Drug Addict

As difficult as it is for someone to personally suffer from a drug addiction, the experience can also be devastating for a drug abuser’s family members. In addition to watching a loved one go through the physical and emotional effects of addiction, family members of a drug addict may also encounter:

  • Emotional guilt
  • Constant worrying
  • Isolation
  • Anger
  • Neglect
  • Financial issues
  • Grief

Whether someone is dealing with a parent, child, sibling or other relative who suffers from a drug addiction, it can also be difficult to know exactly how to handle the issue. While every situation is unique and should be addressed on an individual basis, there are some essential steps family members can take to help them deal with the drug addiction of a loved one.

Learn About Addiction

Concerned family members should always learn about the nature of their loved ones’ addiction so they help make informed decisions about courses of treatment or other issues. While it’s useful to learn about the exact type of addiction – whether it involves cocaine, methamphetamine or heroin – it’s also important to understand some of the common myths surrounding addiction. These misconceptions include the following:

  • Addiction can be overcome with will power
  • Only certain types of people suffer from addiction
  • A drug addict needs to hit rock bottom before getting help
  • All treatment methods are the same

If there are multiple family members who are dealing with a loved one’s addiction, it’s good idea to set aside time for everyone to learn about the subject of addiction. Dispelling some of these myths can give family members a better understanding of what their loved one is going through and give them the knowledge that allows them to offer useful support instead of judgment or condemnation.

Avoid Enabling The Drug Addict

When a person is dealing with the addiction of a family member they care for deeply, it may feel natural to engage in behavior that actually harms a drug abuser. “Enabling” is a common term for this type of behavior. According to the Keep Kids Drug Free Foundation, Inc., enabling can encompass many types of behavior that family members typically perform for one another.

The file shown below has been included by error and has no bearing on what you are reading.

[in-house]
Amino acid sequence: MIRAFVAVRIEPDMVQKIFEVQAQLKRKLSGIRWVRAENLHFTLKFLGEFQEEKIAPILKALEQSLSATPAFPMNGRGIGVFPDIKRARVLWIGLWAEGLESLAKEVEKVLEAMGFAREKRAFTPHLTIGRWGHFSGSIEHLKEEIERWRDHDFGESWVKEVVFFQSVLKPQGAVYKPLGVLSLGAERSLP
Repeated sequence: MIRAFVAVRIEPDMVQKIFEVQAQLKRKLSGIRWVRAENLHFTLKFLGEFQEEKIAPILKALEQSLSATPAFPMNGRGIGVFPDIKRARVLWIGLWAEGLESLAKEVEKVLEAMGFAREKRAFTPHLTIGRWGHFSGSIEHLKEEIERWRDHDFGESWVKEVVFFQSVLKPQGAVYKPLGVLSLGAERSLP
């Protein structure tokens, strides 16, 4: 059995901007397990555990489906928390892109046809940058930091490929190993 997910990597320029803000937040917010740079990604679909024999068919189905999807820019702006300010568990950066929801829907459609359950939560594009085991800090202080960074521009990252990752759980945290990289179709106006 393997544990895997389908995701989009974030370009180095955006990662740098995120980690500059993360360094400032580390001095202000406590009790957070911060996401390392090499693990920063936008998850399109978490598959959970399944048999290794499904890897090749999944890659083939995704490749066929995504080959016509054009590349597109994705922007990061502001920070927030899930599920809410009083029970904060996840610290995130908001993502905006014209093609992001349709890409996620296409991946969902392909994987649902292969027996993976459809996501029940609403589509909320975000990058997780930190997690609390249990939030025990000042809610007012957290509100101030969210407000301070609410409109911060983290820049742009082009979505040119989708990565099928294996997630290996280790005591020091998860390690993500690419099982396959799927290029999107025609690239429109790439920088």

Enablers may consistently help drug abusers get out of trouble by lying, covering their tracks or helping them get out of dire financial situations. In some cases, enablers may also commiserate alongside drug abusers and join them in blaming their problems on others. On the other hand, an enabler’s lack of action can also cause harm. For example, when an enabler avoids talking about the addiction or pretends that it doesn’t exist, it may cause everyone to downplay the severity of the addiction.

Regardless of what the specific enabling behaviors entail, they generally make it more comfortable and easy for a drug abuser to continue using. Even worse, these behaviors can actually get in the way of an abuser’s willingness to begin treatment.

Take Care of Yourself

The family members of a drug addict may devote countless hours to trying to help a loved one with a drug problem. And while this may not take a toll at first, over the long term it can put serious emotional strain on a person. While it’s tempting for family members to put their personal health and well being on the back-burner, they can actually offer more effective support when they are healthy and well adjusted.

Family members should avoid skipping their own personal commitments, hobbies and any activities that they enjoy. Missing out on these events could cause bitterness and long-term feelings of resentment. In addition to keeping up with normal engagements, all family members should communicate regularly and check up on each other to ensure that nobody feels neglected or overshadowed by the family member with the drug issue.